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Lyle J. Dennis, M.D. Headshot

Do Buckyballs Extend Lifespan?

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Buckminsterfullerene is a special molecule comprised of multiple carbon atoms arranged in a spectacular spherical shape. Though scientists long believed such a structure should exist in theory, it wasn't actually discovered until 1985. There are several sizes of what has come to be known as buckyballs that differ in number of carbon atoms but the one most commonly studied has 60, hence the name c60.

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Researchers have studied buckyballs extensively in the past 25 years and found that the molecules have many interesting properties, some almost magical. They have been demonstrated to exhibit the same wave-particle quantum duality as photons of light, are superconducting, and can be fashioned into single molecule transistors. Adding to their allure they have been discovered in space and occur naturally at sites of lightning strikes.

Of perhaps even more important interest to us, buckyballs have biological properties. Studies have shown them to be potent antioxidants that can cross the cell membrane. And that is where buckyballs and aging meet.

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We humans, being self-aware, are keenly concerned about death. We have sought the so-called fountain of youth since time immemorial. In recent years as the pace of science accelerates, propelled by the exponential growth of computer technology, we find ourselves at the threshold of an era where we just may start artificially lengthening human lifespan.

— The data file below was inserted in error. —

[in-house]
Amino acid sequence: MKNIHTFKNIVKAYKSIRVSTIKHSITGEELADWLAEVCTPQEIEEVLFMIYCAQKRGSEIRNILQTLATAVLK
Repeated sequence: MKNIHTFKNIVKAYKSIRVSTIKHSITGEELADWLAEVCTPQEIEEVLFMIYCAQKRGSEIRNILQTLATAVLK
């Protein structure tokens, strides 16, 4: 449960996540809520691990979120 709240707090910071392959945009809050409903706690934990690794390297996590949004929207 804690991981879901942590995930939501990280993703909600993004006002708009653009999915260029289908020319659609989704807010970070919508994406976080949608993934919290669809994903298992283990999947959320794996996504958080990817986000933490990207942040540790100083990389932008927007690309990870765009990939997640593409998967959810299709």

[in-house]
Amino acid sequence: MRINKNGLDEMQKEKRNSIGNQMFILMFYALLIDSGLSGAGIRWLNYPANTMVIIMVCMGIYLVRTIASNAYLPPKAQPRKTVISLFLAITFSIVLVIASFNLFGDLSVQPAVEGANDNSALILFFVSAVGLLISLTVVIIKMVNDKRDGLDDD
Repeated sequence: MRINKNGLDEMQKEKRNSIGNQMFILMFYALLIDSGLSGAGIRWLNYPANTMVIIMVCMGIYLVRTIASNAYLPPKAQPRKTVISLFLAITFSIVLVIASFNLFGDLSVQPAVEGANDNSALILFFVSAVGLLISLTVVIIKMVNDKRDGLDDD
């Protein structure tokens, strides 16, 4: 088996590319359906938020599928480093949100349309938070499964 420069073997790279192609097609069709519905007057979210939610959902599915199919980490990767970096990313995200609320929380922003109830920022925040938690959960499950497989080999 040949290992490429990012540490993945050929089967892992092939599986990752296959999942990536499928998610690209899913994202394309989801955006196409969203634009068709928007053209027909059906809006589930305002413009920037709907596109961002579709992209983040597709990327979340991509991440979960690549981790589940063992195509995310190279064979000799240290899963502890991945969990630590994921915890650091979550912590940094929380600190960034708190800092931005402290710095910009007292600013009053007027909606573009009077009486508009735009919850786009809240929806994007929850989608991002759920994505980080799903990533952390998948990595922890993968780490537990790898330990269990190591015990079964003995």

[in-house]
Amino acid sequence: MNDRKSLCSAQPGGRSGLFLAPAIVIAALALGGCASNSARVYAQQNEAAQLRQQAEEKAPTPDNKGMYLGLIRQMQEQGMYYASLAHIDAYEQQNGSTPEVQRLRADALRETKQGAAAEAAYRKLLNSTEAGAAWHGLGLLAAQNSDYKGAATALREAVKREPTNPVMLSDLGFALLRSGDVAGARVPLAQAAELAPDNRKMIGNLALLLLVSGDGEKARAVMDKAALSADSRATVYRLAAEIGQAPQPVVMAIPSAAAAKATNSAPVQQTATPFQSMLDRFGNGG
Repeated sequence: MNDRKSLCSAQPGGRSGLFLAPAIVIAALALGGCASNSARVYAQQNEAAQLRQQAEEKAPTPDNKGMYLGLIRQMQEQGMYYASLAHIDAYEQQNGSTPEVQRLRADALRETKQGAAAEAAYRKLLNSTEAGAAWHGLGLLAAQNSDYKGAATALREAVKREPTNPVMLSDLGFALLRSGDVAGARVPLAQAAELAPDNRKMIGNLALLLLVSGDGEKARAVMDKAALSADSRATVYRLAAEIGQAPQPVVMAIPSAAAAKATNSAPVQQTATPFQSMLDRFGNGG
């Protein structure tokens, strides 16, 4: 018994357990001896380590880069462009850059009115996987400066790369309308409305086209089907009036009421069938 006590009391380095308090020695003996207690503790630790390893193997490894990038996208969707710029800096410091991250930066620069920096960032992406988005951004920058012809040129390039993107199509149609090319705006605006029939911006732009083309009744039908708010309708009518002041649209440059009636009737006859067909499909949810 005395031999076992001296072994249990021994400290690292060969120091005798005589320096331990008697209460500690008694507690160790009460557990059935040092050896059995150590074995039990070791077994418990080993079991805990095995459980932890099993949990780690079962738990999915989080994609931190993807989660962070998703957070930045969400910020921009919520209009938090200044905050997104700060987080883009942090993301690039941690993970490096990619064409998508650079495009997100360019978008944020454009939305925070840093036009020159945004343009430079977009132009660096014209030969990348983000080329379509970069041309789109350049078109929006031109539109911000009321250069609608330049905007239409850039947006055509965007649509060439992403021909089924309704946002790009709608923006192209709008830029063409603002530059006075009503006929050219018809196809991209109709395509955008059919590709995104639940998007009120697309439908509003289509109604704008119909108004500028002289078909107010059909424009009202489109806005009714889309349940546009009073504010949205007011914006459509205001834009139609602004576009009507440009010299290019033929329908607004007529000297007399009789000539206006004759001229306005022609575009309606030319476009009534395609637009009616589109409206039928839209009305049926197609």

Earlier this month, scientists in France led by Fathi Moussa published a study in the journal Biomaterials in which they claim c60 buckyball administration nearly doubled the lifespan of Wistar rats. Not surprisingly, these findings have gone viral on the Internet.

The study was ostensibly undertaken to determine if chronic daily ingestion of buckyballs would be toxic to the rats. The startlingly opposite finding of prolonged lifespan was unexpected -- much like how the accidental discovery that fungus killed bacteria in a dish gave rise to penicillin.

The researchers gave the rats buckyballs in a solution of olive oil injected into their stomachs. One control group received water and another plain olive oil. After 36 months all the water treated rats were dead while 67% of the oil treated rats and a remarkable 100% of the buckyball rats were still alive. At the end of the experiment the c60 treated rats had an average survival of 42 months whereas the water and oil-treated rats had mean survivals of 22 and 26 months respectively. The longest lived rat in the buckyball group died at age 66 months, more than double the usual rat lifespan, and perhaps the longest ever recorded in any experiment.

The scientists attributed this result to the antioxidant properties of the c60, which they demonstrated in a separate assay.

If this buckyball study turns out to be reproducible and valid in rats and other animals, then perhaps buckyballs could be one day tested in humans. Before we get too carried away though we should look more carefully at the findings.

It is believed that aging occurs in part as the cells in our body become progressively damaged and dysfunctional until they die. Much of this damage inside the cells takes place via the same process that keeps us alive -- metabolism of oxygen. As cells burn oxygen, toxic byproducts are generated called reactive oxygen species. These molecules carry dangerous free electrons on their surface which damage cell structures, proteins, and DNA as they collide into them. Antioxidants act to neutralize these toxic molecules by absorbing the free electrons.